We all make mistakes! Below are my tips to get you more easily out of the hot seat.
1) Choose the right moment.
Wait for when the person is happy and relaxed, or even feeling a bit guilty for something they've done to you recently. The worst time to break bad news is when the person is preoccupied with something else, such as running late, getting home from a long day at work, exhausted from exercise or yard work, or already dealing with bad news from a sibling or coworker.
2) Avoid Mondays and Fridays.
For people with a Monday to Friday schedule, Mondays are a tough day because the fun and relaxation of the weekend is over. Similarly, Fridays are a day most people are excited for because the hell of the week is almost over. Breaking news on a Monday or Friday is likely to make the person angrier than normal because you're either making a shitty day worse than it already is or ruining what should have been the best day of the work week.
3) Get opinions from others who know the person.
If you have a mutual friend, or a family member who you trust, confide in this person first and see if they can offer any insight into the best way to break the news to the person in question. If the topic is too confidential for others' knowledge, you could also confide first in an anonymous way to someone online.
4) Describe the problem as if it happened to someone else.
Doing so allows the person time to process the situation objectively without the emotional reaction of it actually having happened to you. Then, once you've spilled the beans, you can gently let them know that the deed was actually done by you.
5) Take responsibility for the problem.
In many cases, the reason the bad news is so difficult to break is because you screwed up. Accepting your mistake and providing concrete examples of what you will do to prevent the problem from happening again will assuage any anger or disappointment and give the person a sense of reassurance.
6) Bury the bad news in lots of good news.
A good rule of thumb is to counter bad news with four pieces of good news. The gravity of the bad news will be overshadowed by the good news, so the person's reaction is likely to be less severe.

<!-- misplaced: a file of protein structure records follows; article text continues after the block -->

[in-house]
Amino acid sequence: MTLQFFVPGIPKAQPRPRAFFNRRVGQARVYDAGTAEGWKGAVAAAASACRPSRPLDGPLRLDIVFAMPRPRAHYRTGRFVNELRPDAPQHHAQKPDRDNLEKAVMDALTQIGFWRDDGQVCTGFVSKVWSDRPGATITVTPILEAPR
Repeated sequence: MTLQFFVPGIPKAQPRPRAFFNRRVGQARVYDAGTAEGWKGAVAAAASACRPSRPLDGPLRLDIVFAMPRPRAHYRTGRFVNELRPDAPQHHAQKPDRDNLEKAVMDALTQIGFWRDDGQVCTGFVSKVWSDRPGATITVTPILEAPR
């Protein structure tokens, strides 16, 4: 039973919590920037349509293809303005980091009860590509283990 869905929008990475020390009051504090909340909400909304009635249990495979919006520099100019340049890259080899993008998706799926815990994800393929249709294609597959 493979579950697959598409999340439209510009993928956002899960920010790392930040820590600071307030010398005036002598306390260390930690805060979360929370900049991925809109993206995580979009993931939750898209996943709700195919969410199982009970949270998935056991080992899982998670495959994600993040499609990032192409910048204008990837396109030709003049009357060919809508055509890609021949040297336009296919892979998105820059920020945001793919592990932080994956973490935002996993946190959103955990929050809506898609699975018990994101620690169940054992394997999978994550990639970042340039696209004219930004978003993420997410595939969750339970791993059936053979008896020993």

7) Use a movie or book that the person knows to introduce the subject.
This won't be possible for the delivery of all bad news, but if you start off the subject by saying something like the following, it will remind the person that you are not the first person who has done this:
"Hey, so you remember how in [movie the person knows], the guy was a decent guy, but he got pressured into [news you are trying to break], and then the girl freaked out even though it clearly wasn't all his fault? So, I went through that, and I am that guy."
8) Cite actual statistics and facts about the problem.
Doing so will put the problem into perspective for the person because it won't just be your opinion anymore. Check statistics for how common the problem is and cite available resources and possible solutions. This shows that you are responsible and determined to make things right.
9) Write a handwritten letter.
It can be hard in the heat of the moment to express ourselves how we planned to due to 'going blank' or being interrupted by questions and accusations before you've had a chance to finish. Writing a letter first will make sure the story is straight for you, and in turn, for the person. It will also be a good reference for when the person does, inevitably, contact you afterwards (unless you are literally planning to disappear).
10) Allow the person to fully react to the news.
Try your best not to interrupt the person once you have spilled the beans. Don't raise your voice. Don't make witty or sarcastic remarks. Don't roll your eyes or use profanity. Stay calm and let the person finish. This demonstrates maturity, restraint and respect. When they finish, politely ask if you may have a turn to speak so that you both can reach an agreement.
How have you broken bad news in the past?
Please share any tips you have for everyone's benefit!